Monte Albán, Zapotec capital set on a steep bluff in the middle of the Valley of Oaxaca which rose to prominence after about 400 BCE. Four main phases in the developement and occupation of the site have been recognized.
In period I (500-200 BCE) the slopes of the hill were leveled off to form over 2000 terraces. An acropolis protected by stone walls lay at the centre. Inside was a stone platform surrounded by 140 carved stone slabs depicting contorted human figures. These were executed in Olmec style.
In Period II (200 BCE-AD 300) the palaces were built, along with ball-courts, temples, and an arrow-shaped building in the main plaza. During this period there appears to have been extensive contact with Maya Lowland centres and the increasingly powerful Teotihuacán.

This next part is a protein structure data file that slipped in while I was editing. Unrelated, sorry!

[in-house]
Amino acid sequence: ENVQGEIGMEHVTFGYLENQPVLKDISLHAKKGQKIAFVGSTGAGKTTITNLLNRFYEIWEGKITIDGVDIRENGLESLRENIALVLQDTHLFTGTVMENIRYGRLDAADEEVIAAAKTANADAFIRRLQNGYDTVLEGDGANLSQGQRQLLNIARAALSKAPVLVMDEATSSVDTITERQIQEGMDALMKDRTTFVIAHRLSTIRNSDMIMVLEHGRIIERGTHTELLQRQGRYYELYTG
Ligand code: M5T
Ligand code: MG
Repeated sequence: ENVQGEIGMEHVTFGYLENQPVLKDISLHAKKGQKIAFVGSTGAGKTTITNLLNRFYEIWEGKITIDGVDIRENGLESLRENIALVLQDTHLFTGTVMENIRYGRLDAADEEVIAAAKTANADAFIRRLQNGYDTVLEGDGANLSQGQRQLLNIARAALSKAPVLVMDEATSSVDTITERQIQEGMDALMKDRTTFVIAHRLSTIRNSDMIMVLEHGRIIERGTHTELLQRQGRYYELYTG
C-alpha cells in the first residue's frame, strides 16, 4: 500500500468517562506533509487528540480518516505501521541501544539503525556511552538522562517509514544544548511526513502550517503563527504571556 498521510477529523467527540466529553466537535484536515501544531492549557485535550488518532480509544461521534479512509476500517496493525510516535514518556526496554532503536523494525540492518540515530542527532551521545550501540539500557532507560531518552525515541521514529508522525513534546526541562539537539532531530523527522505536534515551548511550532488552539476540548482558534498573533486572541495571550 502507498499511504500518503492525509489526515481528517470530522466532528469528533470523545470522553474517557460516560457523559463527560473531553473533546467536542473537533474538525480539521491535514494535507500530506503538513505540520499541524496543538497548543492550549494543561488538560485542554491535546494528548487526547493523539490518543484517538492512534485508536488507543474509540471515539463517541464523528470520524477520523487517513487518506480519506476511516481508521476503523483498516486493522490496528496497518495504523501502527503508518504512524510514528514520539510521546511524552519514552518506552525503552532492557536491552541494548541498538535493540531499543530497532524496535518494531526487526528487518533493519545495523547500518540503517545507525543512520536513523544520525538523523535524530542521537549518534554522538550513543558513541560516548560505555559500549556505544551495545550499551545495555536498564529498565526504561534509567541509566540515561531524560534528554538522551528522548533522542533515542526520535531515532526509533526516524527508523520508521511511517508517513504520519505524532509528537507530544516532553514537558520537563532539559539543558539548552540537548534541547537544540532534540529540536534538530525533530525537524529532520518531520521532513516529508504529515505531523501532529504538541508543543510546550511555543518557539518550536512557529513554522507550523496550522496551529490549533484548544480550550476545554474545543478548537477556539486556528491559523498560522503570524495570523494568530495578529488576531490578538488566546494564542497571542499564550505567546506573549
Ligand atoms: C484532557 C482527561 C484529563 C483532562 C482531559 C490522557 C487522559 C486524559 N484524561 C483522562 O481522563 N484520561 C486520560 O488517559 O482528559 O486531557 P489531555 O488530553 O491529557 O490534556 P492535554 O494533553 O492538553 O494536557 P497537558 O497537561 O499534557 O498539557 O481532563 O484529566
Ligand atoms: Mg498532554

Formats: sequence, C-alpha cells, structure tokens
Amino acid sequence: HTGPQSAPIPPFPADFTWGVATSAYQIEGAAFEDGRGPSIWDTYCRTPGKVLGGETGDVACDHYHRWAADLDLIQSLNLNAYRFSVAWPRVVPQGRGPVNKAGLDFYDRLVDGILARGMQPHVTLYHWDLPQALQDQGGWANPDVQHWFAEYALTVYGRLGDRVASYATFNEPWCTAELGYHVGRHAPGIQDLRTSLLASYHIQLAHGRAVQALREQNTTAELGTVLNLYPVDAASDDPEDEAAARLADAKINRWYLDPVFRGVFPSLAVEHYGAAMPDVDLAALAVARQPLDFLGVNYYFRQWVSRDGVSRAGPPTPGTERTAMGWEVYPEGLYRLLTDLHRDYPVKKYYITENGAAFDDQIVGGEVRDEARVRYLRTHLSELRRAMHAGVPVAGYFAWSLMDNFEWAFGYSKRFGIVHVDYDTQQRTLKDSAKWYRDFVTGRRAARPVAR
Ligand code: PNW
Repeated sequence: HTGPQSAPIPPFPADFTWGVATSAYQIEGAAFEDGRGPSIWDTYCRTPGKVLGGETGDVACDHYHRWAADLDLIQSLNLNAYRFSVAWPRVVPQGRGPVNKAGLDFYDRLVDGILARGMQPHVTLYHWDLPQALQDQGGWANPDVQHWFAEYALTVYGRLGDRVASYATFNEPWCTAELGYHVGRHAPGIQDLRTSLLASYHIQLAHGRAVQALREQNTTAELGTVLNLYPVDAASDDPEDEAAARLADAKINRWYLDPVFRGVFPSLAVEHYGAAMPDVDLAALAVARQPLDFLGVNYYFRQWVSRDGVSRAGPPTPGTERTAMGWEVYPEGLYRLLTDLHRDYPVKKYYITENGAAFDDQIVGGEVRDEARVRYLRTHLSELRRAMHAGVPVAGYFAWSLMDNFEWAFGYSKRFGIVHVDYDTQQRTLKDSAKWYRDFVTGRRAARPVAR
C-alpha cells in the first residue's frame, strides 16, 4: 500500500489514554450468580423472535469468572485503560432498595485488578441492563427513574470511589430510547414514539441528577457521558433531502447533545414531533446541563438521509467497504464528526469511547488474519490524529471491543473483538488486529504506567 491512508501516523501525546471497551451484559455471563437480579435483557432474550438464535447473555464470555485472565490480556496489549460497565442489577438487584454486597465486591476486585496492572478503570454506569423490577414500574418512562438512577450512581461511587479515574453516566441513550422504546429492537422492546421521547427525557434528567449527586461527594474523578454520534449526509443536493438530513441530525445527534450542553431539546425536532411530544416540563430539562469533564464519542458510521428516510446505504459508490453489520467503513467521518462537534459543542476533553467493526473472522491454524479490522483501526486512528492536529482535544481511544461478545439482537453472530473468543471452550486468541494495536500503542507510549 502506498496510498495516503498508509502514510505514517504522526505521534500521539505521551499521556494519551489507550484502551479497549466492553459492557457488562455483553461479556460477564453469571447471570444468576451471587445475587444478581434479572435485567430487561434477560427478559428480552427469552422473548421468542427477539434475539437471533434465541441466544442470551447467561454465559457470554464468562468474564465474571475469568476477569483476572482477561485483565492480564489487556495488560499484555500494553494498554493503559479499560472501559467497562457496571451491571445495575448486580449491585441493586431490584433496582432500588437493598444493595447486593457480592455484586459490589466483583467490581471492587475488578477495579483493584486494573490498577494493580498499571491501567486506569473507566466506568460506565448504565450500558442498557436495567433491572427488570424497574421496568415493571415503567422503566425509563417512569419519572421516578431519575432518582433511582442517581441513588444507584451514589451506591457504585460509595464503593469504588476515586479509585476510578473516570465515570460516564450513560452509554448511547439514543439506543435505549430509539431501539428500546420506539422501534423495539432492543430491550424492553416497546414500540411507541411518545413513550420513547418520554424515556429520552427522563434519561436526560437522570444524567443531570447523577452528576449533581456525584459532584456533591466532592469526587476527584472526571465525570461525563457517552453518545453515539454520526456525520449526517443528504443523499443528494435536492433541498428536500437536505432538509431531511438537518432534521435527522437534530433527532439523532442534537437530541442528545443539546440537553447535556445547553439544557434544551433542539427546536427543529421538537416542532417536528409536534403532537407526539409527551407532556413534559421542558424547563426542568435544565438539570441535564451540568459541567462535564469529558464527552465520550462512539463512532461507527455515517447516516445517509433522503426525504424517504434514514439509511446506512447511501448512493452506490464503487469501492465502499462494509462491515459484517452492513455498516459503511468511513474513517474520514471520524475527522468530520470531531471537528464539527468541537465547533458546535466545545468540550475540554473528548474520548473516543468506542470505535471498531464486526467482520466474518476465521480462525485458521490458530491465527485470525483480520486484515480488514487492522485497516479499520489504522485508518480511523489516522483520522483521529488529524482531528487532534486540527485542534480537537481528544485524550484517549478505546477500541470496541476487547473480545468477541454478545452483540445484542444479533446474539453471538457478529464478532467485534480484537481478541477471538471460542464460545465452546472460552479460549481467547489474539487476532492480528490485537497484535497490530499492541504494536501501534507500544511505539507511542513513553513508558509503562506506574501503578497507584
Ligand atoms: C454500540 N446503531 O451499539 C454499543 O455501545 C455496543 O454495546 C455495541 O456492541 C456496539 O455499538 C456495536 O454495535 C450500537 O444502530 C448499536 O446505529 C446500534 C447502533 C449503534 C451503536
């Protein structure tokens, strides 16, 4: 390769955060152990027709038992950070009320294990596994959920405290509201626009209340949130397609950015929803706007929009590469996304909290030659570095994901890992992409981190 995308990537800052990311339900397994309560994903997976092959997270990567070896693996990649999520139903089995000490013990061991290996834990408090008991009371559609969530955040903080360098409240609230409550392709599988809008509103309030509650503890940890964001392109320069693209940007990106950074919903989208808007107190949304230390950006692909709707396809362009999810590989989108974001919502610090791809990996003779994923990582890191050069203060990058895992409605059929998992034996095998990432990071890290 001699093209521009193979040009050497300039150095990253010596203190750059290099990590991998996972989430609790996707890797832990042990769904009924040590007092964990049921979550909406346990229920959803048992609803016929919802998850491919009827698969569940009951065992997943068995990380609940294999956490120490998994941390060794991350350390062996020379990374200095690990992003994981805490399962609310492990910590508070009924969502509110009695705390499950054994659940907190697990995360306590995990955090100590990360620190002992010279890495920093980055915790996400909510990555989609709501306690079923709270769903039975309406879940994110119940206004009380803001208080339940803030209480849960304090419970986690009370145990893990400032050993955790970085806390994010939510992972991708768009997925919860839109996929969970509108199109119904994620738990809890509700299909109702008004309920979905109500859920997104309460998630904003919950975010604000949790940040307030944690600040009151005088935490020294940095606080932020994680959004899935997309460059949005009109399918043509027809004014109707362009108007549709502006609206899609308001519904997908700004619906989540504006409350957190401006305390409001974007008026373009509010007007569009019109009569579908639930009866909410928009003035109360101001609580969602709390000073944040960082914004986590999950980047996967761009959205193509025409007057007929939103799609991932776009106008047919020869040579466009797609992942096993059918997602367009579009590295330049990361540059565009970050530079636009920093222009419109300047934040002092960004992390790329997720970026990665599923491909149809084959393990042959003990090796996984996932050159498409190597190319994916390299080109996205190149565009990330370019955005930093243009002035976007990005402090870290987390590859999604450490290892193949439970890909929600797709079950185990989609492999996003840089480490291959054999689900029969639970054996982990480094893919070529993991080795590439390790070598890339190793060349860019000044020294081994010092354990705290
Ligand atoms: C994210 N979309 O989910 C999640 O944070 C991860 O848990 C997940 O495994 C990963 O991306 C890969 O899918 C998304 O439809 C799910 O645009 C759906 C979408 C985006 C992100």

At its peak in Period III (AD 300-750), Monte Albán had an estimated population of 25-30,000. Public buildings, terraces, and residences covered over 40 square kilometres.
Period IV (AD 700-1000) was a time of decline as the main plaza was abandoned. Zapotec influence disappeared, although the site was partially reoccupied by the Mixtec.
-Concise Oxford Dictionary of Archaeology, Timothy Darvill.